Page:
Thursday, February 17, 2011

AP: Republic of fear

Here's an interesting tale from the Associated Press:

Extreme rainstorms and snowfalls have grown substantially stronger, two studies suggest, with scientists for the first time finding the telltale fingerprints of man-made global warming on downpours that often cause deadly flooding.

Especially when we get to the antepenultimate graf:

... Most of the 10 outside climate experts who reviewed the papers for The Associated Press called the research sound and strong.

Ahem. Excuse me? AP? Ten? I think we could use a little background out here in readerland. What's your standard for the number of "outside experts" who look over peer-reviewed research before the AP dares to move a story about it?

I'm wondering in part because I don't see any sign of this level of diligence elsewhere. I only see one "outside expert" in "Energy drinks dangerous for kids, teens," for example, and she doesn't check in until the American Beverage Association has had its say. We don't seem to have any outside experts at all in "Nearly 10,000 babies suffer crib injuries yearly" (though the Juvenile Products Manufacturers Association gets its say). A couple of names in "Drug may slow growth of early prostate cancer" look like outside experts, but neither seems to be commenting on the merits of the study itself.
That's not surprising. American journalism has a long tradition of Getting Both Sides, even when the Other Side is "lighten up; we probably won't kill your kid" or "used responsibly, drinks that combine dog-killing levels of caffeine with high doses of alcohol produce a really entertaining buzz" or "could we just change the subject, please?" And given that researchers -- and university news bureaus -- have an interest in promoting the fun parts of a study and overlooking the "limitations" section, there's nothing wrong with getting a calibration check. But 10 "outside climate experts" is something different. It suggests that the AP has been cowed into submission -- browbeaten by a crowd of paid liars into singing the Fox tune.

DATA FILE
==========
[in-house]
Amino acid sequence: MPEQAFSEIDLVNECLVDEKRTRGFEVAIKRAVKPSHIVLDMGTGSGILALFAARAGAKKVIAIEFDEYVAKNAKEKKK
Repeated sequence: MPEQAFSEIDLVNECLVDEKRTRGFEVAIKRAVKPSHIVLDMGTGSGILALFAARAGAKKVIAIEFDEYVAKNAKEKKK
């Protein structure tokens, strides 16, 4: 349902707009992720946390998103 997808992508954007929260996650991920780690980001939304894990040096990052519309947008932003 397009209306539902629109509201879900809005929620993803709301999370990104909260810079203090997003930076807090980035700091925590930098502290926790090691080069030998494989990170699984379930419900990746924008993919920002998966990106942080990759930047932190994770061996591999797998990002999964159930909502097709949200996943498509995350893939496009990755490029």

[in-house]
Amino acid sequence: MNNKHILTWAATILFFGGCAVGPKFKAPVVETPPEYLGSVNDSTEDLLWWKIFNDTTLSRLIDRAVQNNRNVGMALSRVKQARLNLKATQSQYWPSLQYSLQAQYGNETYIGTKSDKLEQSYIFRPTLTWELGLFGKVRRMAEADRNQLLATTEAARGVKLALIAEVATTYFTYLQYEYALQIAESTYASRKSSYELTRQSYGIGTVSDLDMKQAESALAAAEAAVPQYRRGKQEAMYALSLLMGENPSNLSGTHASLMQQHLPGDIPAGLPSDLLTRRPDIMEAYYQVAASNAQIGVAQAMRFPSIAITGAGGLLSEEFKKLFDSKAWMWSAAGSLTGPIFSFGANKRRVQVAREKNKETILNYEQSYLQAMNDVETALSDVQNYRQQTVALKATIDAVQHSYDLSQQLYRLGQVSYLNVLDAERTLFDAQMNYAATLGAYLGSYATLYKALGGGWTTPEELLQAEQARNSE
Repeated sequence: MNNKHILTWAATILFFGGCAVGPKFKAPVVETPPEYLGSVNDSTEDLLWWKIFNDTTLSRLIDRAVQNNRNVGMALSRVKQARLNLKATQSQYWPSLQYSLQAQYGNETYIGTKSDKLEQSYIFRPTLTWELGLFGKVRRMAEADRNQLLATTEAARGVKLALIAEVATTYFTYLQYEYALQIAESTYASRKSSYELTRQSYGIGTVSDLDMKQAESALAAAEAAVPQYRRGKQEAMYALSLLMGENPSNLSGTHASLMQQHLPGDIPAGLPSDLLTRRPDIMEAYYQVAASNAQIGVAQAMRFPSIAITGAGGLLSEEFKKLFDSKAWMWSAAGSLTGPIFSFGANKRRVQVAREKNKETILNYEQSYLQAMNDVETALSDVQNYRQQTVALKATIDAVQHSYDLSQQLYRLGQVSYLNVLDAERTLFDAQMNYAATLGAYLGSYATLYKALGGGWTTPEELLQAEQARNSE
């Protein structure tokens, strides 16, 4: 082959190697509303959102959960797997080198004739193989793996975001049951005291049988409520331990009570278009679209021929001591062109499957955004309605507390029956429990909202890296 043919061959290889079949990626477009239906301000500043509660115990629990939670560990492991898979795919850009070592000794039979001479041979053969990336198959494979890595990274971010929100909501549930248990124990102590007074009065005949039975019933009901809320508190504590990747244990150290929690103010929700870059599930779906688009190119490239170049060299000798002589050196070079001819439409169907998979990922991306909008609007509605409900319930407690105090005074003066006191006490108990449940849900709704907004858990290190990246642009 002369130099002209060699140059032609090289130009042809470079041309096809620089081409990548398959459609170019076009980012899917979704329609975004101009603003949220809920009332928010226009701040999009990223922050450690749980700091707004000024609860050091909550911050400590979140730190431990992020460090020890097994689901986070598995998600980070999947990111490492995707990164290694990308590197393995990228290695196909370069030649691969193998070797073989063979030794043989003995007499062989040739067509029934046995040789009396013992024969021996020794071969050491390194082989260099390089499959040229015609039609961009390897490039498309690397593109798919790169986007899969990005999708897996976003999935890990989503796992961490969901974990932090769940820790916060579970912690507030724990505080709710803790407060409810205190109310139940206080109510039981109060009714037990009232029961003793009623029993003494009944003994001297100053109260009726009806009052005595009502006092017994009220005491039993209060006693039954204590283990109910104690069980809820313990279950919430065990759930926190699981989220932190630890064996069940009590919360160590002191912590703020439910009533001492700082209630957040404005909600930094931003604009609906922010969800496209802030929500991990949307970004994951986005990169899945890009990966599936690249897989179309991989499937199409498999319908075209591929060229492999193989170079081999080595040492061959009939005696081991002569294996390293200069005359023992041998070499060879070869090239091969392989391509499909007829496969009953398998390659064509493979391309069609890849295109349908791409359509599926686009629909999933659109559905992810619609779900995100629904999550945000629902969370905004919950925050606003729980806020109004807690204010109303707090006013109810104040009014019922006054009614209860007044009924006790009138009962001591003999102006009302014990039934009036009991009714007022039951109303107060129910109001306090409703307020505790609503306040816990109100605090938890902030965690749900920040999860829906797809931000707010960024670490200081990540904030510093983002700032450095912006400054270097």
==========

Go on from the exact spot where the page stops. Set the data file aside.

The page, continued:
I'd prefer it if the AP was a little less timid about the matter, and I'd encourage member papers that used this story to call the AP and ask for a little more objectivity in the reporting of climate science. That entails some responsibility for AP members as well -- specifically, they'll need to tell the occasional irate caller to go pee up a rope. When it comes to reclaiming the craft of journalism, a small start is better than no start at all, and we might as well have some fun while we're starting.


Anonymous Thomas said...

I think Dr Sandler in the prostate cancer story is commenting on the merits of the trial, though it's not very clear.

What's typically annoying about the story, though, is that it takes quite a lot of work if you want to track down the primary source. A bit of searching at the American Society of Clinical Oncology website finds the Genitourinary Cancer conference, and the abstracts are on line. You still have to know to look up the real name of the drug from its brand name if you want to find the abstract.

The conference, like most respectable medical conferences, requires that drugs are referred to by their name rather than brand. Why can't the AP do that too?

9:22 PM, February 18, 2011  
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2:00 AM, February 19, 2011  

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